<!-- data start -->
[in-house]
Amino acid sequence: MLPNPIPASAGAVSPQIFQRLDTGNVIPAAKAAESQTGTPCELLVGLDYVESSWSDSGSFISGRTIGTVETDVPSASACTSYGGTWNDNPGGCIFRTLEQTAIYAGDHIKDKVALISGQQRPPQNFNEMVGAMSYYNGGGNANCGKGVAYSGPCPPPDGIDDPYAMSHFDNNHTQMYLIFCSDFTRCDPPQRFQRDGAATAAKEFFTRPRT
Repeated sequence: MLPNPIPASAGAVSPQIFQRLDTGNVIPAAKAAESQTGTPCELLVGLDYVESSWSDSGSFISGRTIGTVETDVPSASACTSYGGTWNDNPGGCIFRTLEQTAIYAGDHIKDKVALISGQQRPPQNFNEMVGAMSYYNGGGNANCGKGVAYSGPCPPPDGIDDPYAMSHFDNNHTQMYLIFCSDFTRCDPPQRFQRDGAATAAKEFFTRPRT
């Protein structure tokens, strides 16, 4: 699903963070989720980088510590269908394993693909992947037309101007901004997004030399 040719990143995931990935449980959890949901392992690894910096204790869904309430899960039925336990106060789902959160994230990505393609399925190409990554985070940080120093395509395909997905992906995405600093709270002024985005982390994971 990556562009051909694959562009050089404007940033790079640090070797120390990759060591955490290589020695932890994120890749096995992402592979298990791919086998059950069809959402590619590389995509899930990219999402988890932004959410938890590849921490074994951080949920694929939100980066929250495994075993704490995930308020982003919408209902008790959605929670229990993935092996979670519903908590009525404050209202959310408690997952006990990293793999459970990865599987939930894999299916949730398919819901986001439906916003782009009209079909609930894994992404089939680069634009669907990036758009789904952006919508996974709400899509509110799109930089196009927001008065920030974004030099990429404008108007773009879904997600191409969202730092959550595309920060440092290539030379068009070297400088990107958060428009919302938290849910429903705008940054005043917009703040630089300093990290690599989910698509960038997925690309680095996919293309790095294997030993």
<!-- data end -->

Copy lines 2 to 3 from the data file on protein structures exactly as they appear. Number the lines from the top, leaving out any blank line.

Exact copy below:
Amino acid sequence: MLPNPIPASAGAVSPQIFQRLDTGNVIPAAKAAESQTGTPCELLVGLDYVESSWSDSGSFISGRTIGTVETDVPSASACTSYGGTWNDNPGGCIFRTLEQTAIYAGDHIKDKVALISGQQRPPQNFNEMVGAMSYYNGGGNANCGKGVAYSGPCPPPDGIDDPYAMSHFDNNHTQMYLIFCSDFTRCDPPQRFQRDGAATAAKEFFTRPRT
Repeated sequence: MLPNPIPASAGAVSPQIFQRLDTGNVIPAAKAAESQTGTPCELLVGLDYVESSWSDSGSFISGRTIGTVETDVPSASACTSYGGTWNDNPGGCIFRTLEQTAIYAGDHIKDKVALISGQQRPPQNFNEMVGAMSYYNGGGNANCGKGVAYSGPCPPPDGIDDPYAMSHFDNNHTQMYLIFCSDFTRCDPPQRFQRDGAATAAKEFFTRPRT